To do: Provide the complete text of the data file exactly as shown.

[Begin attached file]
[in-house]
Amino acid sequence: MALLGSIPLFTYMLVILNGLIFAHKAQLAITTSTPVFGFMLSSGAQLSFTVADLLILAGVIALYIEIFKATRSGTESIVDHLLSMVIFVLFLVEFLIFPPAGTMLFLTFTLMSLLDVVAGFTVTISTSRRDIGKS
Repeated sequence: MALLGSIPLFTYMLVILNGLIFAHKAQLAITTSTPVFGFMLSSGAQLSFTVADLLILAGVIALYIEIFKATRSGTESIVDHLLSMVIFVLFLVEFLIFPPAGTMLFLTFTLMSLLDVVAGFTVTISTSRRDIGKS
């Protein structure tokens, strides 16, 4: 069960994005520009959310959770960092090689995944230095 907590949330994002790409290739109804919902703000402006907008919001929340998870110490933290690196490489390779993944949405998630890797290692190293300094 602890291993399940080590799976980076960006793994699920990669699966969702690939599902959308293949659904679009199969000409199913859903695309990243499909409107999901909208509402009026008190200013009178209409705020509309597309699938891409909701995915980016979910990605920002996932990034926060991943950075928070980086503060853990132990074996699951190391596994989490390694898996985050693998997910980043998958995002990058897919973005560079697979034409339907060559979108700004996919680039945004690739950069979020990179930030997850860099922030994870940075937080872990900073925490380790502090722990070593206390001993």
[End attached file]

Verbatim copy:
[in-house]
Amino acid sequence: MALLGSIPLFTYMLVILNGLIFAHKAQLAITTSTPVFGFMLSSGAQLSFTVADLLILAGVIALYIEIFKATRSGTESIVDHLLSMVIFVLFLVEFLIFPPAGTMLFLTFTLMSLLDVVAGFTVTISTSRRDIGKS
Repeated sequence: MALLGSIPLFTYMLVILNGLIFAHKAQLAITTSTPVFGFMLSSGAQLSFTVADLLILAGVIALYIEIFKATRSGTESIVDHLLSMVIFVLFLVEFLIFPPAGTMLFLTFTLMSLLDVVAGFTVTISTSRRDIGKS
């Protein structure tokens, strides 16, 4: 069960994005520009959310959770960092090689995944230095 907590949330994002790409290739109804919902703000402006907008919001929340998870110490933290690196490489390779993944949405998630890797290692190293300094 602890291993399940080590799976980076960006793994699920990669699966969702690939599902959308293949659904679009199969000409199913859903695309990243499909409107999901909208509402009026008190200013009178209409705020509309597309699938891409909701995915980016979910990605920002996932990034926060991943950075928070980086503060853990132990074996699951190391596994989490390694898996985050693998997910980043998958995002990058897919973005560079697979034409339907060559979108700004996919680039945004690739950069979020990179930030997850860099922030994870940075937080872990900073925490380790502090722990070593206390001993």